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The Republic The Republic is a Socratic dialogue, written by Plato around 380 BC, concerning the definition of justice , the order and character of the just city-state and the just man.
A little everyday gets the job done!
I have a new outlook on life and a new foundation after reading this book. Especially reading the last book and the afterlife experience. Go Jesus!
The New Republic
By Stop the Rats
Plato knew much of man and his civilizations and shared much of it in his Republic. He described human life as seen from a cave by individuals who were chained so as to perceive the world as shadows cast by a fire from behind them. He maintained that this is the illusion of life perceived by most. However, he goes on to explain that all we perceive is the reflected glory of an ideal. By living philosophically and striving above all for justice and good, we can have true reality revealed to us.
His understanding of human nature was remarkable. His ideas linking each individual to his birth culture and state are a path to creating a new world order. Today, we are well-advised to consider the challenges we best face up to while there is still time. I see no political party, nation state or movement that has more good ideas than bad, even self-destructive. We could not do better than read and study Plato's Republic, update it to address our present circumstances and build ourselves a New Republic.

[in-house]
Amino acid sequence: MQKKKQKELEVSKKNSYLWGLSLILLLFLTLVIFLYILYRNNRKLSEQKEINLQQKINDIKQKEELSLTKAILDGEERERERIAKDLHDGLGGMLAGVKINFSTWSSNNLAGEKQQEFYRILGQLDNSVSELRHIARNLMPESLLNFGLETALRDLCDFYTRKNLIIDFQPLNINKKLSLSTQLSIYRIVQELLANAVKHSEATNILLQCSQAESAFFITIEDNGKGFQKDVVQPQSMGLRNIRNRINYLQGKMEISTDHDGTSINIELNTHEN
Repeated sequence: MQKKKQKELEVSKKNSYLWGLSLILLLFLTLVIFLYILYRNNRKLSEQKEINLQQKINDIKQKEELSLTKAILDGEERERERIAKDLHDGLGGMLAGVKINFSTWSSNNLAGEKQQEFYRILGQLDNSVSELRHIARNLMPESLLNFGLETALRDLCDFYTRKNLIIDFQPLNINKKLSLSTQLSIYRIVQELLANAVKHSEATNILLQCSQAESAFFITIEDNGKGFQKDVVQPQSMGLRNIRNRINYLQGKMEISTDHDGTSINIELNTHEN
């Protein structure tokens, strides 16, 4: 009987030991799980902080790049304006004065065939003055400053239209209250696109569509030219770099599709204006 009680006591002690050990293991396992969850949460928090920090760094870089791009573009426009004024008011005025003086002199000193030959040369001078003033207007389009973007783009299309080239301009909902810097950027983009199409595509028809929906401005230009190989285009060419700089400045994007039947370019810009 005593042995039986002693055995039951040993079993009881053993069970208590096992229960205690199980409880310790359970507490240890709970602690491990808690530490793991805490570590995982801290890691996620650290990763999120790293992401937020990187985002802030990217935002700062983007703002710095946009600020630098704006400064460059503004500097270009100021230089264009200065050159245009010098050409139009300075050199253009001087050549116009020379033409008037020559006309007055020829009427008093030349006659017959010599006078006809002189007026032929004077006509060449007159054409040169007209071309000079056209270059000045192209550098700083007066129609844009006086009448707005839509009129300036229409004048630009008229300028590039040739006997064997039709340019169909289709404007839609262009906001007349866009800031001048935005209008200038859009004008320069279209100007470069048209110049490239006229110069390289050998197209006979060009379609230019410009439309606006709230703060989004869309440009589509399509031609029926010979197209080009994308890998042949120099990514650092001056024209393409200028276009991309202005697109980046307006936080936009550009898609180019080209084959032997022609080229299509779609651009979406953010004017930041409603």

By E PLURBUS
A cooper and barrel maker who became a practicing attorney like Abraham Lincoln and a Judge in 1779. He was officially elected President of the congress and served actively on the position on March 1, 1781. He didn’t get credit while transforming the thirteen sovereign colonies into the Republic of America.
By J-L B
No doubt that Socrates and Plato had studied and believed the prophets of old. And no doubt their words, like those of Epimenides, were inspired by them. I also love how Plato foretold the rise of modern socio-economic ideologies in this.
By Prophet Amos
This book is a timeless classic, all people in the world should read it. We would have more righteous people in the world, if they read this book.
A masterpiece of thought
“[...] but let him know how to choose the mean and avoid the extremes on either side, as far as possible, not only in this life but in all that which is to come. For this is the way of happiness.”
Excerpt From: Plato. “The Republic.” iBooks.
This incredibly lighthearted dialogue between one of Earth's most renowned figures will take you on a journey of discovery in the realm of truth and wisdom. Plato seemingly reconstructs for us the disciplined yet congenial analysis with which his teacher confronts the most important aspects of human existence.
The delicious center and icing on this scrumptious cake of profound clarity of thought, namely, the allegory of the cave and the tale of Er's near death experience, will most likely improve your way of thinking about your experience of Earth and its inhabitants.
By Santiago Escobar Dlr
You get a little more inteligent when you read this book, don't forget a dictionary.
who did the translation for this version of Plato' s Republic?